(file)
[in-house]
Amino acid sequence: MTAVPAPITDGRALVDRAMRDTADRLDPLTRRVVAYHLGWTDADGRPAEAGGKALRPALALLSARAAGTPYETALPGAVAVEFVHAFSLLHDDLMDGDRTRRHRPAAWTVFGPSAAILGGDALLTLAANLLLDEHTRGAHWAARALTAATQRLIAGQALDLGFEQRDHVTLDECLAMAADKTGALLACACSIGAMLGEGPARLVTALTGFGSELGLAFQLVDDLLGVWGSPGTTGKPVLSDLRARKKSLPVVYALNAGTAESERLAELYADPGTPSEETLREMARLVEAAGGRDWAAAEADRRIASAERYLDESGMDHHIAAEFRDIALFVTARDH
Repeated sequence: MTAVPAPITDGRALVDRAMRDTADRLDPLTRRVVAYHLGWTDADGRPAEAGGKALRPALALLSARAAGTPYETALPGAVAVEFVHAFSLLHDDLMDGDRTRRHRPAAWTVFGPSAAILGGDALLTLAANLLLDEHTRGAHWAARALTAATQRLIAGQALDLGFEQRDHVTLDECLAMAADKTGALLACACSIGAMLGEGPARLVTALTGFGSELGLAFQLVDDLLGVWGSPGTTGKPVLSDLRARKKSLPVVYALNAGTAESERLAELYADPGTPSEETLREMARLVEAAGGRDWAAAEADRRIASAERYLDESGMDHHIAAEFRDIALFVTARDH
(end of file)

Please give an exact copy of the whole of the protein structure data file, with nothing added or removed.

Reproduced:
[in-house]
Amino acid sequence: MTAVPAPITDGRALVDRAMRDTADRLDPLTRRVVAYHLGWTDADGRPAEAGGKALRPALALLSARAAGTPYETALPGAVAVEFVHAFSLLHDDLMDGDRTRRHRPAAWTVFGPSAAILGGDALLTLAANLLLDEHTRGAHWAARALTAATQRLIAGQALDLGFEQRDHVTLDECLAMAADKTGALLACACSIGAMLGEGPARLVTALTGFGSELGLAFQLVDDLLGVWGSPGTTGKPVLSDLRARKKSLPVVYALNAGTAESERLAELYADPGTPSEETLREMARLVEAAGGRDWAAAEADRRIASAERYLDESGMDHHIAAEFRDIALFVTARDH
Repeated sequence: MTAVPAPITDGRALVDRAMRDTADRLDPLTRRVVAYHLGWTDADGRPAEAGGKALRPALALLSARAAGTPYETALPGAVAVEFVHAFSLLHDDLMDGDRTRRHRPAAWTVFGPSAAILGGDALLTLAANLLLDEHTRGAHWAARALTAATQRLIAGQALDLGFEQRDHVTLDECLAMAADKTGALLACACSIGAMLGEGPARLVTALTGFGSELGLAFQLVDDLLGVWGSPGTTGKPVLSDLRARKKSLPVVYALNAGTAESERLAELYADPGTPSEETLREMARLVEAAGGRDWAAAEADRRIASAERYLDESGMDHHIAAEFRDIALFVTARDH